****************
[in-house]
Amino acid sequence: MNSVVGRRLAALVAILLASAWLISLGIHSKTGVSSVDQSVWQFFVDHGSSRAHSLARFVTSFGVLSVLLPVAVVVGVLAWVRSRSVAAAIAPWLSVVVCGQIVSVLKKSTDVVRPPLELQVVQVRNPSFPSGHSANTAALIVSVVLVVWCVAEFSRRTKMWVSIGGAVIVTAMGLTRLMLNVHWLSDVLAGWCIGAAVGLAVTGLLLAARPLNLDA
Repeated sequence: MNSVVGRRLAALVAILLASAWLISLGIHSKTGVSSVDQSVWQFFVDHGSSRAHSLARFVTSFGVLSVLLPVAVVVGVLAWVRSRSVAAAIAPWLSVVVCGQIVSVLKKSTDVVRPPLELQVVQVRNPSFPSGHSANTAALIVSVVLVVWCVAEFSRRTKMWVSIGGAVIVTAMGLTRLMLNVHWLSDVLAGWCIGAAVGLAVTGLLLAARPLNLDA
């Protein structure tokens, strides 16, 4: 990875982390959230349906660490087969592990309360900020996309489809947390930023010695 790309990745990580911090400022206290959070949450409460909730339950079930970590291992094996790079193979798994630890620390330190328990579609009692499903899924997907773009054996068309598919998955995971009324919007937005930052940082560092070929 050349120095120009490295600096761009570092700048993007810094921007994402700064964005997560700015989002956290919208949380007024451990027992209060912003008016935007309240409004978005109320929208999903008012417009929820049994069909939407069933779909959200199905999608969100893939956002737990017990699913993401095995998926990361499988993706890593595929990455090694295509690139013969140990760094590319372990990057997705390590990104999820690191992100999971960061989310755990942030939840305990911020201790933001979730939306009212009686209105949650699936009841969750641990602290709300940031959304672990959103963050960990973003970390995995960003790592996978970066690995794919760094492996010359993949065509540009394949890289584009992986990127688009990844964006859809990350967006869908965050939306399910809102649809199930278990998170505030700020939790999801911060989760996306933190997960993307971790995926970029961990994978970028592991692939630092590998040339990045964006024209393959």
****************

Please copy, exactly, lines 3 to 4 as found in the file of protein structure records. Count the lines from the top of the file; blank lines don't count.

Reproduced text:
Repeated sequence: MNSVVGRRLAALVAILLASAWLISLGIHSKTGVSSVDQSVWQFFVDHGSSRAHSLARFVTSFGVLSVLLPVAVVVGVLAWVRSRSVAAAIAPWLSVVVCGQIVSVLKKSTDVVRPPLELQVVQVRNPSFPSGHSANTAALIVSVVLVVWCVAEFSRRTKMWVSIGGAVIVTAMGLTRLMLNVHWLSDVLAGWCIGAAVGLAVTGLLLAARPLNLDA
């Protein structure tokens, strides 16, 4: 990875982390959230349906660490087969592990309360900020996309489809947390930023010695 790309990745990580911090400022206290959070949450409460909730339950079930970590291992094996790079193979798994630890620390330190328990579609009692499903899924997907773009054996068309598919998955995971009324919007937005930052940082560092070929 050349120095120009490295600096761009570092700048993007810094921007994402700064964005997560700015989002956290919208949380007024451990027992209060912003008016935007309240409004978005109320929208999903008012417009929820049994069909939407069933779909959200199905999608969100893939956002737990017990699913993401095995998926990361499988993706890593595929990455090694295509690139013969140990760094590319372990990057997705390590990104999820690191992100999971960061989310755990942030939840305990911020201790933001979730939306009212009686209105949650699936009841969750641990602290709300940031959304672990959103963050960990973003970390995995960003790592996978970066690995794919760094492996010359993949065509540009394949890289584009992986990127688009990844964006859809990350967006869908965050939306399910809102649809199930278990998170505030700020939790999801911060989760996306933190997960993307971790995926970029961990994978970028592991692939630092590998040339990045964006024209393959």